gaurus said:
lithuanian farmer said:
The situation is pretty similar with almost all breeds in US going black and many breeds bred to have DM in EU... :hide:

USA and Japan value Highly Marbled beef
European Union countries favor Lean Healthy beef, they also use these type of extreme bulls on dairy cows to produce feeder calves for the EU export market.

But breeding most breeds to be double muscled is very wrong. Many don't like it. Breeds are loosing calving ease and their unique traits.
The market requires good finished animals with a nice fat layer here too. Very extreme bulls will be too heavy at the time they'll have that needed fat grade.
Couldn't have said it any better! That's not saying much though :dunce: . I like muscling but taking anything to an extreme is really never a good idea there will always be con's in this case longer than avg time to finish feeding out and increased calving difficulty and like you said loss of breed character.
 

WalnutCrest

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lithuanian farmer said:
The situation is pretty similar with almost all breeds in US going black and many breeds bred to have DM in EU... :hide:

DM Charolais mainly are used on Salers and Aubrac cows. A normal charolais works well on those types of cows, but with DM they get abit less bone and more muscles. Calves are mostly sold as weanlings for export.
From what I've heard from other farmers, DM charolais isn't very liked breed in France, where it actually was developed.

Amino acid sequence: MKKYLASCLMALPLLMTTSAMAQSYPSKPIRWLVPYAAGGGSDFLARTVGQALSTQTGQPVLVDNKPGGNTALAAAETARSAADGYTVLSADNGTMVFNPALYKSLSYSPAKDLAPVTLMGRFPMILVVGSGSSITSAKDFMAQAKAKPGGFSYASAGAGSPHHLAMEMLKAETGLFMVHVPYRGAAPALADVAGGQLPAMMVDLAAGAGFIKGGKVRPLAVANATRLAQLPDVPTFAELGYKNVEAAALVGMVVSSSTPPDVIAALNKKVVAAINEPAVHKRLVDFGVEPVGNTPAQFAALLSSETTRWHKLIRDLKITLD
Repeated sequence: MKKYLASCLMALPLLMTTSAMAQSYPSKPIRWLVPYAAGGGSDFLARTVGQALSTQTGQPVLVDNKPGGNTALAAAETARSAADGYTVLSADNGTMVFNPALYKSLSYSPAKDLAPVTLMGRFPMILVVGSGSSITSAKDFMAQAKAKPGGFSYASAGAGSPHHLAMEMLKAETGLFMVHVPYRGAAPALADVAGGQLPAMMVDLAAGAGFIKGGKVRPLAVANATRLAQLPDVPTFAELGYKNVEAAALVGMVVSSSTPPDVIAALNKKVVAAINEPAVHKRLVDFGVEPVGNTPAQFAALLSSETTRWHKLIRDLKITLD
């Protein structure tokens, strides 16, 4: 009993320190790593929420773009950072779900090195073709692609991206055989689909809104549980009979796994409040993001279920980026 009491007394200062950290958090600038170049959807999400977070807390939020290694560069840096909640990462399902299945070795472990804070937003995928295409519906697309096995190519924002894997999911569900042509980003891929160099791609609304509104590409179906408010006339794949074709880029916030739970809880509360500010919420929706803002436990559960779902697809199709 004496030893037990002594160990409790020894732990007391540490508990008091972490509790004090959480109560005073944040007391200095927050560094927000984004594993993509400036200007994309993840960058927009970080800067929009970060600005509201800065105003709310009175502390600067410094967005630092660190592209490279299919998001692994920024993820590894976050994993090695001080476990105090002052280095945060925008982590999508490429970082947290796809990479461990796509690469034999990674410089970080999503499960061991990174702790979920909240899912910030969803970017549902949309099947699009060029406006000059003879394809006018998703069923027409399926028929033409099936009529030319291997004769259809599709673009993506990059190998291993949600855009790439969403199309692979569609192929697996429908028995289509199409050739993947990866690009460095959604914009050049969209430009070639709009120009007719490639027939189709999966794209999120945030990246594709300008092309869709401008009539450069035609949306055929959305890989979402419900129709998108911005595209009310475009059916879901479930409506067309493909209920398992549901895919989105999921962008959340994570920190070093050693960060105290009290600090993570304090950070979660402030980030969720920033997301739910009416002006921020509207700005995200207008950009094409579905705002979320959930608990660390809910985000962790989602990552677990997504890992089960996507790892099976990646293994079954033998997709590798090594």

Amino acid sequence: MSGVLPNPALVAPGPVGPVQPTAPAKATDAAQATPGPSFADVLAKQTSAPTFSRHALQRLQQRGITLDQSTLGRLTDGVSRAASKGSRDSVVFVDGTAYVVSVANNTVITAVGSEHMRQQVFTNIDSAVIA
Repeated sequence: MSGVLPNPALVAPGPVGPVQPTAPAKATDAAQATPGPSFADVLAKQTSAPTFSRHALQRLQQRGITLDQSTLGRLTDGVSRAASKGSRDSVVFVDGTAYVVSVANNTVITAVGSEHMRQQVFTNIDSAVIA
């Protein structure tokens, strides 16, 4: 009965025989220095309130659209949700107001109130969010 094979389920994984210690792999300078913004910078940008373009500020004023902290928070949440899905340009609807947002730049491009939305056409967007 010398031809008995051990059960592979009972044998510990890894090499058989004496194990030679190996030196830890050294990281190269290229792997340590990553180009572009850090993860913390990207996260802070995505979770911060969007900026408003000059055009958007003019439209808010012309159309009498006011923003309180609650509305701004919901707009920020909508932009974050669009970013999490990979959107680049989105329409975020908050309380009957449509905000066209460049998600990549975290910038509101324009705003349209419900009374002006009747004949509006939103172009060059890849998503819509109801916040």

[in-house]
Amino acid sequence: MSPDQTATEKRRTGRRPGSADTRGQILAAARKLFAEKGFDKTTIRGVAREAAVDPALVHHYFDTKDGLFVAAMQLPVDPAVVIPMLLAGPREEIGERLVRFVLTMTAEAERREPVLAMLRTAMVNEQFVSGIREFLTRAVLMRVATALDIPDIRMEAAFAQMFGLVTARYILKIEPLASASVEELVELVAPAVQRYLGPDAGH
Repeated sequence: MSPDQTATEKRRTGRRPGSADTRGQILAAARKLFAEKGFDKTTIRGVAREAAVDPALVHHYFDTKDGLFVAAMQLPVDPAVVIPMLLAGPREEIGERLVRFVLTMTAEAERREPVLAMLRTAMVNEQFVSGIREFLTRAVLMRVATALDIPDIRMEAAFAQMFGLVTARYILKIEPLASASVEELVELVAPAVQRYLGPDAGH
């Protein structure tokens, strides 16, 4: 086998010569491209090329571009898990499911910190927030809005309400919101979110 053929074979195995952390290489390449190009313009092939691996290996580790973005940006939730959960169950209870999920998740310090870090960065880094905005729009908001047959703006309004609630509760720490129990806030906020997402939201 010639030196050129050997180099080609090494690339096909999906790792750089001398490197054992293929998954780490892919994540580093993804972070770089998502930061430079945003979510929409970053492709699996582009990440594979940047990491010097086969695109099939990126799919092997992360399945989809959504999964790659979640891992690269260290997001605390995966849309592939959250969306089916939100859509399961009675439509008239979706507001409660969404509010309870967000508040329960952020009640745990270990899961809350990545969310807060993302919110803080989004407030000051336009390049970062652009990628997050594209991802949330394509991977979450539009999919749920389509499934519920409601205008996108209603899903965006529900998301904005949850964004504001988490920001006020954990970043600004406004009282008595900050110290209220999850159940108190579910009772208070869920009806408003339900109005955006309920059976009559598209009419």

Also DM charolais used to have some problems with their legs. It might have been improved now, but have seen many xbred offspring with very bad legs.

Per my French friends, the bottom third (ish) if a registered Aubrac herd is bred to DM Charolais bulls for a branded beef product called Fleur d'Aubrac (the rest if the herds are covered by Aubrac bulls). It's a seasonal product; animals are harvested between 19-24 months of age. The beef sells out very quickly.

And, even with that headwind, Aubracs still lead all French breeds in calving ease ...
 

lithuanian farmer

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WalnutCrest said:
Per my French friends, the bottom third (ish) if a registered Aubrac herd is bred to DM Charolais bulls for a branded beef product called Fleur d'Aubrac (the rest if the herds are covered by Aubrac bulls). It's a seasonal product; animals are harvested between 19-24 months of age. The beef sells out very quickly.

And, even with that headwind, Aubracs still lead all French breeds in calving ease ...

I wonder which is easier calved- Aubracs or Salers... Both are leading in it...
DM Charolais are being introduced slowly to other EU countries, but many are very sceptical. Mainly, because that there are many traditional Charolais having similar muscularity to the DM ones and bringing more growth. But there are some, who like DM Charolais. At the moment have seen at least two people using DM char bulls in their commercial herds, with pretty good results. Calves look great and there were very few cows, which needed c-section. They have kept some xbred heifers as replacements and have good results from them too.
I'd personally would try out DM Charolais, but just on a couple cows, not more.
But I don't think that it was that necessary to create DM Charolais. There are plenty of DM breeds already and some traditional Charolais can look like DM.
In Ireland at least, beef bulls are required to be finished under 16months age, under 450kg (995lbs) deadweight and the 3rd fat grade. Have seen that more muscled animals are harder to fit into these requirements.